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Stratified Fermentation

So my beer is actively fermenting. It is still relatively early, but i noticed that it looks like the activity is only in the top 6-8 inches of the carboy. I have seen this in the past, but by now it the stratification has usually encompassed the entire carboy. I used two packs of US-05. Has anyone seen their beer stay stratified for an extended period before?

nope, can’t say i have.

I’ve seen it a couple of times but not for too long. I can’'t see what you’ve got but it could just be stratification with different types of sugars. I wouldn’t worry about it. my fermentations get everything churned up and it goes away.

Disclaimer: I’m only on my fifth batch but I have a Belgian Tripel doing that now.

Actually I posted a question about this under ‘fermentation’ and it was in regards to the FG. When I moved it to the secondary it was a very hazy bright orange, but started to clear into a deep bronze in the top 6 inches. It stopped and settled back to a less bright, hazy color. After a couple of weeks I noticed it was stuck at a SG of 1.030 so I think the kit didn’t include enough yeast.

I tried to restart it with champagne yeast and the stratification came back (but not as pronounced as before) and most of the carboy now is a deeper bronze. This morning the SG was down to 1.026 but I don’t think it’s going any further, so I think I may bottle soon.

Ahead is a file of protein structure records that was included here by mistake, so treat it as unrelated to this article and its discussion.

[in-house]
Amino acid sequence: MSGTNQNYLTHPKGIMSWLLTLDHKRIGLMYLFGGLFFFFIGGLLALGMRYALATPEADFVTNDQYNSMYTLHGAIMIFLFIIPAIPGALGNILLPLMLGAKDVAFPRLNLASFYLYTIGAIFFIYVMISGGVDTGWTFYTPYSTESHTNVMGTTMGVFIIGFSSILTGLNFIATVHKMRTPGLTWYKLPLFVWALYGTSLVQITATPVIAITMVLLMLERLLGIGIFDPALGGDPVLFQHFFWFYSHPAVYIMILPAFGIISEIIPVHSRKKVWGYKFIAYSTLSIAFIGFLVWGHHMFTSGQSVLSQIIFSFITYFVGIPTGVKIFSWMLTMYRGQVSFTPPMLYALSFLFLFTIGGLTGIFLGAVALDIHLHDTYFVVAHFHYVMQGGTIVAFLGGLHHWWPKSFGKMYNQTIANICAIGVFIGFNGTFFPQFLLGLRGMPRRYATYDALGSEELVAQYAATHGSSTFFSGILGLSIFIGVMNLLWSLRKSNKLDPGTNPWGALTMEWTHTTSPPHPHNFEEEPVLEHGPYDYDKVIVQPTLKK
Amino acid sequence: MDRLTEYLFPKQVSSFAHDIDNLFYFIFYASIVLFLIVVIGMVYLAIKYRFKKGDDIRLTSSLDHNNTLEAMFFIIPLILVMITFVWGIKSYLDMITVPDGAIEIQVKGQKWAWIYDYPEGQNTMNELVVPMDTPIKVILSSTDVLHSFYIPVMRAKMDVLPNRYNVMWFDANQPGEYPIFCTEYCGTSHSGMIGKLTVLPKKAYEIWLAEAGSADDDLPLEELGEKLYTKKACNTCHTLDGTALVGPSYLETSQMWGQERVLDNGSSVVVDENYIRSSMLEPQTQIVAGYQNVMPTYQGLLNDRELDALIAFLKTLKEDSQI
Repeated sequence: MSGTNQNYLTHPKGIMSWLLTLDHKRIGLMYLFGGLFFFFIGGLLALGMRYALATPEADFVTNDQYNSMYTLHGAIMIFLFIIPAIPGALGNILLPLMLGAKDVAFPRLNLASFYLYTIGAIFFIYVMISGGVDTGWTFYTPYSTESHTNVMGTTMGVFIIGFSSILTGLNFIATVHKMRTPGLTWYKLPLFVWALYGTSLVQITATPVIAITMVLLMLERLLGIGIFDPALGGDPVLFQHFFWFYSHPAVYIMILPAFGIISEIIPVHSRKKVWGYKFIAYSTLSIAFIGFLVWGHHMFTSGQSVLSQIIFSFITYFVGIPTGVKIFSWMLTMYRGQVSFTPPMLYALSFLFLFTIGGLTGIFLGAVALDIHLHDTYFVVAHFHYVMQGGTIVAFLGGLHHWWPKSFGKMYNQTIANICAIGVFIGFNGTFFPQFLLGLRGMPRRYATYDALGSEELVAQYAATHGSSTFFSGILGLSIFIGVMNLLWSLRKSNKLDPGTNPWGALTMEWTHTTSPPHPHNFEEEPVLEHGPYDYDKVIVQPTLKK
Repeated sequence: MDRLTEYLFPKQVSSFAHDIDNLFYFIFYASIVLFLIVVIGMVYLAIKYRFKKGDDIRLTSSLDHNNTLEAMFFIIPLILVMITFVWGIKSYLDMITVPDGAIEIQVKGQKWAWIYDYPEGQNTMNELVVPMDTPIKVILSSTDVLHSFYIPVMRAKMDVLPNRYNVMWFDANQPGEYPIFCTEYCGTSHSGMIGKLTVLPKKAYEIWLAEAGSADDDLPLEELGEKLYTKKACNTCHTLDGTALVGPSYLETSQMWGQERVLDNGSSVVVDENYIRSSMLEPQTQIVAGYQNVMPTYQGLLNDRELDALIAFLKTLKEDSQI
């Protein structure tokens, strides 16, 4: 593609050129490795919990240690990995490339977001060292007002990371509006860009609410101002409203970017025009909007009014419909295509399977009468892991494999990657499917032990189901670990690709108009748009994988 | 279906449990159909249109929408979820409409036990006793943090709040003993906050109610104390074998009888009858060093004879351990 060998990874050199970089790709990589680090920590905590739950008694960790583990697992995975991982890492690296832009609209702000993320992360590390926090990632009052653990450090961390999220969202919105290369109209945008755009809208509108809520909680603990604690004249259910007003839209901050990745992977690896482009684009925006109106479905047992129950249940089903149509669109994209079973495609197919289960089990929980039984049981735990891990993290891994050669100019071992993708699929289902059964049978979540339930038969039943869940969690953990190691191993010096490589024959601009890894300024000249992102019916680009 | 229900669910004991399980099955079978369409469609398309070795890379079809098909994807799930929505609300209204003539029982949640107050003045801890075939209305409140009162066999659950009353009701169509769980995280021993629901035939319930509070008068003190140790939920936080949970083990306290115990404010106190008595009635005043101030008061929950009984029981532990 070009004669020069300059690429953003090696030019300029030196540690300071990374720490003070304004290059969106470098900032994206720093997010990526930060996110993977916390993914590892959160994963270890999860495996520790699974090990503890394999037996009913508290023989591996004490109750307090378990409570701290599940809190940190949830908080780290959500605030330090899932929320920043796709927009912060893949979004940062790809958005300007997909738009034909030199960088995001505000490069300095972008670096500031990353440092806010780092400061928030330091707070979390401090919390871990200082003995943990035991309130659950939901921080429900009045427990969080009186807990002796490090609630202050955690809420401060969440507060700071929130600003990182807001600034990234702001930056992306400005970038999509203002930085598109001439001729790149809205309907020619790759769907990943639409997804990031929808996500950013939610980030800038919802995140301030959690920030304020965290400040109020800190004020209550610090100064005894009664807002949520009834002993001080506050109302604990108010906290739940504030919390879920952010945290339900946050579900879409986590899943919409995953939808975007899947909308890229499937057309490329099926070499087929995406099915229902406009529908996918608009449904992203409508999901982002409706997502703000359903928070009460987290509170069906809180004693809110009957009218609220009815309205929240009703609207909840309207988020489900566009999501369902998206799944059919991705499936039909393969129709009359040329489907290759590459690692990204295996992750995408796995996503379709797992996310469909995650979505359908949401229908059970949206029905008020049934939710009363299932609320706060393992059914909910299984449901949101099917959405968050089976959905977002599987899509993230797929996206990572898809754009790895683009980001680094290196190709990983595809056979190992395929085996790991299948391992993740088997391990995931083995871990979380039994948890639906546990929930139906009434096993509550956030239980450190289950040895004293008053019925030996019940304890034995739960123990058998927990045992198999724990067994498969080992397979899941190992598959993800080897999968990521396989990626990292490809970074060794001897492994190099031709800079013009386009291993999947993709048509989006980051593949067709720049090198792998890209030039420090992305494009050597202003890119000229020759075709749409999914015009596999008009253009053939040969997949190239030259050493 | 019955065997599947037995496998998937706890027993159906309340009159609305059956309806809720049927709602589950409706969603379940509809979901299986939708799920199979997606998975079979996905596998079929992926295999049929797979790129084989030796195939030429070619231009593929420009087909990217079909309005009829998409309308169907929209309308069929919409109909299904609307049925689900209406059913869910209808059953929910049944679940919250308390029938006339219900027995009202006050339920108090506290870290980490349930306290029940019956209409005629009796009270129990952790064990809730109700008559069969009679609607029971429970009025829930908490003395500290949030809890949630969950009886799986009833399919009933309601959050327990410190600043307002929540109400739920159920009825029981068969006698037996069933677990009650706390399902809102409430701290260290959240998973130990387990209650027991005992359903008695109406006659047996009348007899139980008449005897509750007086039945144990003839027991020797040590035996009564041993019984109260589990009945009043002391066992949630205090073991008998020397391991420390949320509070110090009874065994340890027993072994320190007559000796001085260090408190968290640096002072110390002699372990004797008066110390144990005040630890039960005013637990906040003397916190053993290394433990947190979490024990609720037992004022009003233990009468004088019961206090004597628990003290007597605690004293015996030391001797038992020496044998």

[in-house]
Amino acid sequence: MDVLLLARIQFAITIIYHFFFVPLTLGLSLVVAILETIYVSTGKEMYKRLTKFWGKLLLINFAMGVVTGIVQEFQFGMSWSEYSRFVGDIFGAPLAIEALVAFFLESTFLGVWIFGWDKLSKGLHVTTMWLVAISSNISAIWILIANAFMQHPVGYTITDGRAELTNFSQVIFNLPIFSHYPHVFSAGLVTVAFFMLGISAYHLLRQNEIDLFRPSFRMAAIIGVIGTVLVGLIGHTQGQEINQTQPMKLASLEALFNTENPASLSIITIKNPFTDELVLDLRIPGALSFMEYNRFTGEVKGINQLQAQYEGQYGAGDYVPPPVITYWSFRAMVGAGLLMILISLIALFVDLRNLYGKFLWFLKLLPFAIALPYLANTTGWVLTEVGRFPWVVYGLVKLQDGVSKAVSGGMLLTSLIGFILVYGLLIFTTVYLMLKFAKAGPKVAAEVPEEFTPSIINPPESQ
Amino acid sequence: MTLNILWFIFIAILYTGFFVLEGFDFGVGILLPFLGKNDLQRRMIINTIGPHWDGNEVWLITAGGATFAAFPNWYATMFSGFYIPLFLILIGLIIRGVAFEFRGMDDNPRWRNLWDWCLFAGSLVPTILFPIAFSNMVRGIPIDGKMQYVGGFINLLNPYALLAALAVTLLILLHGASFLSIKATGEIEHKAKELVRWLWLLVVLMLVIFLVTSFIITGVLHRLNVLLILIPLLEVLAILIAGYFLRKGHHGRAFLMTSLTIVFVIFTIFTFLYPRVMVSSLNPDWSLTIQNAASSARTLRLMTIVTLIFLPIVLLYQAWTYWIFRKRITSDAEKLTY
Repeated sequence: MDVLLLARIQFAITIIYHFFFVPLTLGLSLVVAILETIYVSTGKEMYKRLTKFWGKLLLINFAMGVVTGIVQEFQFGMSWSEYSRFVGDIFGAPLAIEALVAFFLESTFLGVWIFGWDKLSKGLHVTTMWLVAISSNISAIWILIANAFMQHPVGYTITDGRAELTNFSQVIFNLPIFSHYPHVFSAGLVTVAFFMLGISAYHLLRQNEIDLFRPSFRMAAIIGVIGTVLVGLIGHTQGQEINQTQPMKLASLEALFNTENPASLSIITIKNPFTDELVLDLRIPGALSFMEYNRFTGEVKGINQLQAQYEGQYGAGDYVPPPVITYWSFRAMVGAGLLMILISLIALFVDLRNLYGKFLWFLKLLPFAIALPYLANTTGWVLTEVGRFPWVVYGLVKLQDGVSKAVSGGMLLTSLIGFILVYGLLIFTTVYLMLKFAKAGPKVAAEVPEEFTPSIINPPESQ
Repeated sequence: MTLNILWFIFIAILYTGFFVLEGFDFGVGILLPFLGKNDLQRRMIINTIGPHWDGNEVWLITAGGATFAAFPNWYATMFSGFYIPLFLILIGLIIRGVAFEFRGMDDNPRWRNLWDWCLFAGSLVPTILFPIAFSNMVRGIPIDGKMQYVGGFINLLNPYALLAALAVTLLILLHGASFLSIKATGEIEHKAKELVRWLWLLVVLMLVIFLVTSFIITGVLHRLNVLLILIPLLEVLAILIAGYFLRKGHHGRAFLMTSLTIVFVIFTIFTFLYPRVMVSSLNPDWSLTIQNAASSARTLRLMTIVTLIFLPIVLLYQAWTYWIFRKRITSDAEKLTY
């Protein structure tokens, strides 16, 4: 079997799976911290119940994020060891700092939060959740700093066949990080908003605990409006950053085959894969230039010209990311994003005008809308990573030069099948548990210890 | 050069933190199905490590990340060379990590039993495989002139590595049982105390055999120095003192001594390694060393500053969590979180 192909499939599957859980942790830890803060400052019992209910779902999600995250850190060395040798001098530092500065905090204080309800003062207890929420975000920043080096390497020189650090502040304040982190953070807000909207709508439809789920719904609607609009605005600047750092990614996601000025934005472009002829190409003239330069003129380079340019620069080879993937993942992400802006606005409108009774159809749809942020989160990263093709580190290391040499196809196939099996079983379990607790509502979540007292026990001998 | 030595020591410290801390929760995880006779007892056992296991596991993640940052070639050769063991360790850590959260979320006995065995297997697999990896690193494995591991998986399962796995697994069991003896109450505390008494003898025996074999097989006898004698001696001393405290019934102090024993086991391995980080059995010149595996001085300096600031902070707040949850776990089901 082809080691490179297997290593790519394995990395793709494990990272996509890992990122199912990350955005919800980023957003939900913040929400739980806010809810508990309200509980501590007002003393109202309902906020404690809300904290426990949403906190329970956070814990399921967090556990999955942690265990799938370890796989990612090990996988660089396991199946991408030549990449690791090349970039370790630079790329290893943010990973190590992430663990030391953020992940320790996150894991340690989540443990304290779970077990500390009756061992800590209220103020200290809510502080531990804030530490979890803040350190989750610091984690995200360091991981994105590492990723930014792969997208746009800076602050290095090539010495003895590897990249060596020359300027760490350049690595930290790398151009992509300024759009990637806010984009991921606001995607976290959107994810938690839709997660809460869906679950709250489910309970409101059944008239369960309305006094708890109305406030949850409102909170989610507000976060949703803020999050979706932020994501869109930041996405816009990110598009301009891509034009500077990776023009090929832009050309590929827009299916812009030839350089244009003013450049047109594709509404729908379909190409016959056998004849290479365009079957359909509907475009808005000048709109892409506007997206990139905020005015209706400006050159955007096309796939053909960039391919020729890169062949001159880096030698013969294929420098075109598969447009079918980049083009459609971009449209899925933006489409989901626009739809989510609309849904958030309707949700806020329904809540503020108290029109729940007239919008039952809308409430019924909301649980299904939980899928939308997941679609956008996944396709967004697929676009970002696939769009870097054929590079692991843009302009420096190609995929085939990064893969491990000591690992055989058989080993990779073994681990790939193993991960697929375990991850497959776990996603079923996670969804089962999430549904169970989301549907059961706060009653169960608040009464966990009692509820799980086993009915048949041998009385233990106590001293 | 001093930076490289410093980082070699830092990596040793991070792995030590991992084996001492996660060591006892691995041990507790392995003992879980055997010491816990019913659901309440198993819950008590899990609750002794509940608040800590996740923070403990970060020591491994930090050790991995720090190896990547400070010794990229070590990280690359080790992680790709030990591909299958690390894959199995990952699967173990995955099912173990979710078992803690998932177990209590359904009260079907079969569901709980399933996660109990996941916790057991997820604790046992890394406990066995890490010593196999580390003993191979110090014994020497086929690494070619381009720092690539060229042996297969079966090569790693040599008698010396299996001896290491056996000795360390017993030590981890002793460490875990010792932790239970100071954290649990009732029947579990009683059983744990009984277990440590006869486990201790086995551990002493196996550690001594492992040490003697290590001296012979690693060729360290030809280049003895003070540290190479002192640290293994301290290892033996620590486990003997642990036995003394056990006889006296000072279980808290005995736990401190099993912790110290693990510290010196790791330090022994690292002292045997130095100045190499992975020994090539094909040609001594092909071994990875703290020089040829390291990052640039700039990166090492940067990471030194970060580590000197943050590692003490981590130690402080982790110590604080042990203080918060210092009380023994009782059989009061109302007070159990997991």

Short story is mine seemed to be related to yeast activity more than just ‘settling’.

Yeah, i think it was just related to yeast activity and maybe due to different sugars. The one different thing about this batch from the rest that I have made is that this one had a lb of candy sugar in it.

Don’t forget guys that our lovely friends the ale yeasts are living things and behave diffierntly under a multitude of variables. I know it’s tempting to obsess and test and obsess some more, but they are a “top fermening” yeast strain. A stratified layer in the top portion of a fermenter wouldn’t concern me in the least. I’d give it a good three weeks after pitching and get as accurate as possible a FG measuremnt and bottle or keg. There’s really not much else you can do any way. Take notes of your observations, but not action…

Swirl the carboy, rousing yeast is a normal method for getting fermentation to go to completion. Also, once the peak of ferm starts to subside you might want to put the carboy in a warmer spot to prevent a temp drop that signals the yeast its time to floc and quit. Once they do that its hard to get them going again.

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